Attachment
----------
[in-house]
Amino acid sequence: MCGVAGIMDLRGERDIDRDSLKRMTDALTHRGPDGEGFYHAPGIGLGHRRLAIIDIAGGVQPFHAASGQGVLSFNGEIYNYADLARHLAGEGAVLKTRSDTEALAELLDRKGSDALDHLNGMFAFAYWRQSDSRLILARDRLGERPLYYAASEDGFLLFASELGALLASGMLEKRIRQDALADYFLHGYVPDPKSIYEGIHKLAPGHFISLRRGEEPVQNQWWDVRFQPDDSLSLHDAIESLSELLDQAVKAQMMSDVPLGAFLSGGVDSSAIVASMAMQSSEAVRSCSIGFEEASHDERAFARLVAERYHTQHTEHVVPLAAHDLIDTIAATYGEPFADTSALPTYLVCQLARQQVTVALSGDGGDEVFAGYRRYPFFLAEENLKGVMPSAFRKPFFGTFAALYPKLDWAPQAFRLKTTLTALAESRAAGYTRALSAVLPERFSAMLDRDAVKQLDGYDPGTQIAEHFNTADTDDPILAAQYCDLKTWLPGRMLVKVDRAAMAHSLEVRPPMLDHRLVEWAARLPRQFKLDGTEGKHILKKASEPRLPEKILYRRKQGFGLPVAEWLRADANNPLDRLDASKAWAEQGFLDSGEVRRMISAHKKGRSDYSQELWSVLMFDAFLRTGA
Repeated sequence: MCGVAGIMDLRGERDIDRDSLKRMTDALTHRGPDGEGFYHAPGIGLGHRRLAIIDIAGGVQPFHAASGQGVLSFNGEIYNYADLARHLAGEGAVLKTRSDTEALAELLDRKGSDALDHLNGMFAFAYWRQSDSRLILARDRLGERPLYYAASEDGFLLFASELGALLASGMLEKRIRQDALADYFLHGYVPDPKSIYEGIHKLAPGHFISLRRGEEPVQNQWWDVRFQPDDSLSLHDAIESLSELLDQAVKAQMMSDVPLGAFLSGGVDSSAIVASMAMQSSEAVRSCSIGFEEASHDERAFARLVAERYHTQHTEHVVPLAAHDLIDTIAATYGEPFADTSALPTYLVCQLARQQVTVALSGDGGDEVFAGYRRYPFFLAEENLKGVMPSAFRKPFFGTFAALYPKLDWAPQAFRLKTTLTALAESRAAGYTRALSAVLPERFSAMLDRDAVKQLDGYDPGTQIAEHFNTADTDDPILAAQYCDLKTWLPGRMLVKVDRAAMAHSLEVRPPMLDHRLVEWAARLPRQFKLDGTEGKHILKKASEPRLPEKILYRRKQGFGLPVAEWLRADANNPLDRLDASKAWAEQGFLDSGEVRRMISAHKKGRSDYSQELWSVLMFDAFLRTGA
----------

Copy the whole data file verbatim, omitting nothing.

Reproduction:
[in-house]
Amino acid sequence: MCGVAGIMDLRGERDIDRDSLKRMTDALTHRGPDGEGFYHAPGIGLGHRRLAIIDIAGGVQPFHAASGQGVLSFNGEIYNYADLARHLAGEGAVLKTRSDTEALAELLDRKGSDALDHLNGMFAFAYWRQSDSRLILARDRLGERPLYYAASEDGFLLFASELGALLASGMLEKRIRQDALADYFLHGYVPDPKSIYEGIHKLAPGHFISLRRGEEPVQNQWWDVRFQPDDSLSLHDAIESLSELLDQAVKAQMMSDVPLGAFLSGGVDSSAIVASMAMQSSEAVRSCSIGFEEASHDERAFARLVAERYHTQHTEHVVPLAAHDLIDTIAATYGEPFADTSALPTYLVCQLARQQVTVALSGDGGDEVFAGYRRYPFFLAEENLKGVMPSAFRKPFFGTFAALYPKLDWAPQAFRLKTTLTALAESRAAGYTRALSAVLPERFSAMLDRDAVKQLDGYDPGTQIAEHFNTADTDDPILAAQYCDLKTWLPGRMLVKVDRAAMAHSLEVRPPMLDHRLVEWAARLPRQFKLDGTEGKHILKKASEPRLPEKILYRRKQGFGLPVAEWLRADANNPLDRLDASKAWAEQGFLDSGEVRRMISAHKKGRSDYSQELWSVLMFDAFLRTGA
Repeated sequence: MCGVAGIMDLRGERDIDRDSLKRMTDALTHRGPDGEGFYHAPGIGLGHRRLAIIDIAGGVQPFHAASGQGVLSFNGEIYNYADLARHLAGEGAVLKTRSDTEALAELLDRKGSDALDHLNGMFAFAYWRQSDSRLILARDRLGERPLYYAASEDGFLLFASELGALLASGMLEKRIRQDALADYFLHGYVPDPKSIYEGIHKLAPGHFISLRRGEEPVQNQWWDVRFQPDDSLSLHDAIESLSELLDQAVKAQMMSDVPLGAFLSGGVDSSAIVASMAMQSSEAVRSCSIGFEEASHDERAFARLVAERYHTQHTEHVVPLAAHDLIDTIAATYGEPFADTSALPTYLVCQLARQQVTVALSGDGGDEVFAGYRRYPFFLAEENLKGVMPSAFRKPFFGTFAALYPKLDWAPQAFRLKTTLTALAESRAAGYTRALSAVLPERFSAMLDRDAVKQLDGYDPGTQIAEHFNTADTDDPILAAQYCDLKTWLPGRMLVKVDRAAMAHSLEVRPPMLDHRLVEWAARLPRQFKLDGTEGKHILKKASEPRLPEKILYRRKQGFGLPVAEWLRADANNPLDRLDASKAWAEQGFLDSGEVRRMISAHKKGRSDYSQELWSVLMFDAFLRTGA